The Ascension of the Lord
Reading 1 ACTS 1:1-11
Responsorial Psalm PS 47:2-3, 6-7, 8-9
- (6)God mounts his throne to shouts of joy: a blare of trumpets for the Lord.
Reading 2 EPH 1:17-23
Alleluia MT 28:19A, 20B
Gospel MK 16:15-20
Homily—May 12 & 13, 2018
I want to start you out with a bit of trivia. In 1999, the US bishops allowed individual ecclesiastical provinces in the United States to decide whether Ascension should be moved from Thursday to the following Sunday. An ecclesiastical province is a group of local dioceses under the jurisdiction of an archdiocese. Only the ecclesiastical provinces of Boston, Hartford, New York, Newark, Philadelphia and Omaha decided to retain the tradition of observing Ascension on Thursday, while everywhere else in the U.S., the solemnity was moved to Sunday.
So, what is the Ascension? Jesus’ ascension is both an ending and a beginning. The resurrection appearances of Jesus are at an end; his revelation of the kingdom of God is complete; the promise of the Messiah is fulfilled. Now begins the work of his disciples to teach what they have learned and to share what they have witnessed. Like any beginning or transition in life, it is a moment of great uncertainty, confusion, and apprehension. Christ places his church in the hands of a company of illiterate fishermen and otherwise unremarkable people—and yet, what began with those followers of Jesus has grown and flourished through the centuries to this parish family of ours. The church Jesus leaves to them is rooted not in buildings or wealth or systems of theology but in faith nurtured in the human heart, a faith centered in wisdom and trust that is empowering and liberating, a faith that gives us the strength and freedom to be authentic witnesses of the risen One, who is present among us.
Ascension isn’t so much about where Jesus went but about where Jesus sends us. Just as Christ commissioned his own disciples to go to all the nations, our memorial of Christ’s ascension moves us out into the whole world to proclaim the Gospel. As Christ is one in union with the Father, Ascension draws us closer in union with Christ who is found most clearly not up in the sky but here in our neighbor and in those most in need.
In today’s gospel we hear an odd-sounding statement about those who are baptized; they will be able to pick up snakes, drink poison without being harmed and heal the sick by laying hands on them. Aside from a few fundamentalist churches, virtually no Christians take this passage literally. And even those churches who handle snakes and practice faith healings do not drink poison! This gospel is a later addition to the gospel of Mark. The notes in the New American Bible make clear that Mark’s gospel ended at 16:8. Someone did not like the ending to be one where all the disciples run away because they were afraid! And so we have a multiplicity of endings attested to by different manuscripts. What we refer to as Mark 16:9-20 is one such ending, and it is certainly considered canonical, inspired, and authoritative, but it was not part of the “original” gospel. It was written by a later author, probably someone who wanted to address certain issues in their community.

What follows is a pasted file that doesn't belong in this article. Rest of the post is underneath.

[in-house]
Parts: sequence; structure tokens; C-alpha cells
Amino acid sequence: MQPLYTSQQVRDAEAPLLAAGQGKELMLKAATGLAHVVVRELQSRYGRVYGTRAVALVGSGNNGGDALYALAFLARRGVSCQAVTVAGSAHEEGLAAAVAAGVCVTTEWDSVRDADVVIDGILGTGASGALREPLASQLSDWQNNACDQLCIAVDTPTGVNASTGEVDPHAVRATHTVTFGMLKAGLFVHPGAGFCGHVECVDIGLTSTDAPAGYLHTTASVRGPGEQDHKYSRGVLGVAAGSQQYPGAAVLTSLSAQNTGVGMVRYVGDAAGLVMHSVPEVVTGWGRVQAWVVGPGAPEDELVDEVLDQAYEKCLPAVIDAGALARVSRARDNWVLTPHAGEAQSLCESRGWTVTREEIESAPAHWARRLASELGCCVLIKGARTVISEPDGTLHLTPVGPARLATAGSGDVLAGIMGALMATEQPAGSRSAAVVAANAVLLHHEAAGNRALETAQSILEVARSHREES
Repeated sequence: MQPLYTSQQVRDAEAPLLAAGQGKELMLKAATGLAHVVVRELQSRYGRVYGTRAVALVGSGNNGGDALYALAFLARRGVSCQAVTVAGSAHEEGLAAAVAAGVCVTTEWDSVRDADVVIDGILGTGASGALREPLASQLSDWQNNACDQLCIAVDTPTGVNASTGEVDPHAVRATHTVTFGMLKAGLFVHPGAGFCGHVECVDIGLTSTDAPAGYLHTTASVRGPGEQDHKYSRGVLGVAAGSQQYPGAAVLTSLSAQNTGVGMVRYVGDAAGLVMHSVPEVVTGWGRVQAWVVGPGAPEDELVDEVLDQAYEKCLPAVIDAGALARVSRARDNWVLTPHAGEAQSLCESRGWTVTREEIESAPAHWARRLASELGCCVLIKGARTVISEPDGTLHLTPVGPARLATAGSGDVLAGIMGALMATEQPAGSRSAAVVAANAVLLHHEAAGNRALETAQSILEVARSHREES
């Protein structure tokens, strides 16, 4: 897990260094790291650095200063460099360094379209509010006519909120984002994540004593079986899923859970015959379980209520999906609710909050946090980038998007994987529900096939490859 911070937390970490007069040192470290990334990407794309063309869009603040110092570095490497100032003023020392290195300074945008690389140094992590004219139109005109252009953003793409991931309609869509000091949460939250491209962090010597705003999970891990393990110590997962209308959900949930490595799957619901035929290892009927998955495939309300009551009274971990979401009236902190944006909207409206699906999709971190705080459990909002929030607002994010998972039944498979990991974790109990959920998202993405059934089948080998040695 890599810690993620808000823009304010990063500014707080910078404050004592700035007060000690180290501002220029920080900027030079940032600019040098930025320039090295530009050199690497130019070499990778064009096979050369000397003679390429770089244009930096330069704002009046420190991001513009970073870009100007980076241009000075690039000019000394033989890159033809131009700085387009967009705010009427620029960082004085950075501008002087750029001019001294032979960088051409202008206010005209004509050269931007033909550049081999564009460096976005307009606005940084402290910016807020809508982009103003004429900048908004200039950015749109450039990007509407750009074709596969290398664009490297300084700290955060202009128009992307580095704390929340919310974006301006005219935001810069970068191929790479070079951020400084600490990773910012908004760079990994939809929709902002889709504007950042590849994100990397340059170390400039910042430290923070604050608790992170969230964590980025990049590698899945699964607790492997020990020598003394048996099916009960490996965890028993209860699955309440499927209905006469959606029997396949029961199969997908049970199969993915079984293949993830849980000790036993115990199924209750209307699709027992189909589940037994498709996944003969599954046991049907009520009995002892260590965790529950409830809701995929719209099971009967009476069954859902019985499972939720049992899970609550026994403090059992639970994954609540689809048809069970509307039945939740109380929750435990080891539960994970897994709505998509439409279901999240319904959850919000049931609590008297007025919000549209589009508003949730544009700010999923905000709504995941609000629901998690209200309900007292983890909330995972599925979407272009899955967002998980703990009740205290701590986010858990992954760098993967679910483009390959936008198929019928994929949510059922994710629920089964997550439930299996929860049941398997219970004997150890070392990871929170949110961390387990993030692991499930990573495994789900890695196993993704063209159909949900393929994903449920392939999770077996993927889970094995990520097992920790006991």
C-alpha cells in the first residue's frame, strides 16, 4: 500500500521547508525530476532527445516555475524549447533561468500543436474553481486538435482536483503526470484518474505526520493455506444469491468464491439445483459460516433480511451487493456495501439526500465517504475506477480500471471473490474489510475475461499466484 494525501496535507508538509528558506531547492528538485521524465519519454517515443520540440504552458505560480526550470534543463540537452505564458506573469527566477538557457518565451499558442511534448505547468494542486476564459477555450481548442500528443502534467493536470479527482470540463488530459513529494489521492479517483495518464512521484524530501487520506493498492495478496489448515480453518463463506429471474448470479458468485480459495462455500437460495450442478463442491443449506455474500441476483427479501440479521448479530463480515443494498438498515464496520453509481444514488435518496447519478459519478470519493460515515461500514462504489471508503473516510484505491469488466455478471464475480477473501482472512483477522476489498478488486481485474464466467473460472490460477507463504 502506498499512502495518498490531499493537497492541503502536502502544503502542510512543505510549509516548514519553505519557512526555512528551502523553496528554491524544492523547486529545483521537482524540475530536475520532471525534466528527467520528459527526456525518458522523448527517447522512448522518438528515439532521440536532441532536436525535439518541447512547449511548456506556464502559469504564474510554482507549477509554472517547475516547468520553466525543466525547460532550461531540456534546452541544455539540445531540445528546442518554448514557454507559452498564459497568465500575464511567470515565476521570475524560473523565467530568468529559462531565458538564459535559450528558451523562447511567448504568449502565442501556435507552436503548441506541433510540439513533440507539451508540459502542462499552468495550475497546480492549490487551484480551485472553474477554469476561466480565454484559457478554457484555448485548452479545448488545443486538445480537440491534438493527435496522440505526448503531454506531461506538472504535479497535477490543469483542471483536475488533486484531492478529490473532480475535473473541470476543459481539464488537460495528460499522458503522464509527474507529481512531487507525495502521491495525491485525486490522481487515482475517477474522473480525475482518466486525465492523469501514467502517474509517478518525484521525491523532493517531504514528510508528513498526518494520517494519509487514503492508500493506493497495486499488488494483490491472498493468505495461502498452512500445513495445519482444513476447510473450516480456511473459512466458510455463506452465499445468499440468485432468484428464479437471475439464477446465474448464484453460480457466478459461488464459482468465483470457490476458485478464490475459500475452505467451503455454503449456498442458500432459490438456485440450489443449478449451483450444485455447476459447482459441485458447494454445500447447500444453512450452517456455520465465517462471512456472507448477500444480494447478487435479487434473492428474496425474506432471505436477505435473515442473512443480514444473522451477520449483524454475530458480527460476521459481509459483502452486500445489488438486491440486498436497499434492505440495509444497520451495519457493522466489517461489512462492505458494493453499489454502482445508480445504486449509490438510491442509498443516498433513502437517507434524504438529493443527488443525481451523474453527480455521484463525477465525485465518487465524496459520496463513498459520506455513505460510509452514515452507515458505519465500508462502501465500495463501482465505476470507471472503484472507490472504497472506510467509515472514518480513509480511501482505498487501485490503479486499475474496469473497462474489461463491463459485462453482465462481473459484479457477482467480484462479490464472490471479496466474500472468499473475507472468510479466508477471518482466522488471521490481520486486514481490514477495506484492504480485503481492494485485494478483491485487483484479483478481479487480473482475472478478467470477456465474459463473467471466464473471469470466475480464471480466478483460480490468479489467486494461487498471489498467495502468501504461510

I can understand the desire to keep adding to the gospel. When I write out my homily I am never completely satisfied and if I have time I will redo parts of it or add something else to the ending!
The feast of the Ascension of the Lord is ultimately a reminder of the mission Jesus handed over to his followers, and each of the readings gives us a perspective on that reality. The opening of the Acts of the Apostles presents the scene in which Jesus told the disciples that they were to wait until they received their share of his power to evangelize. The reading from Ephesians prays for the graces needed to fulfill that vocation and know the fullness of Christ. The end of Mark’s Gospel offers a summary of the disciples’ mission—emphasizing its amazing scope and the promise that in carrying on his work, the disciples would have the same experience and challenges as their master.
What does the Ascension mean to your Christian life? How can you be a sign for others?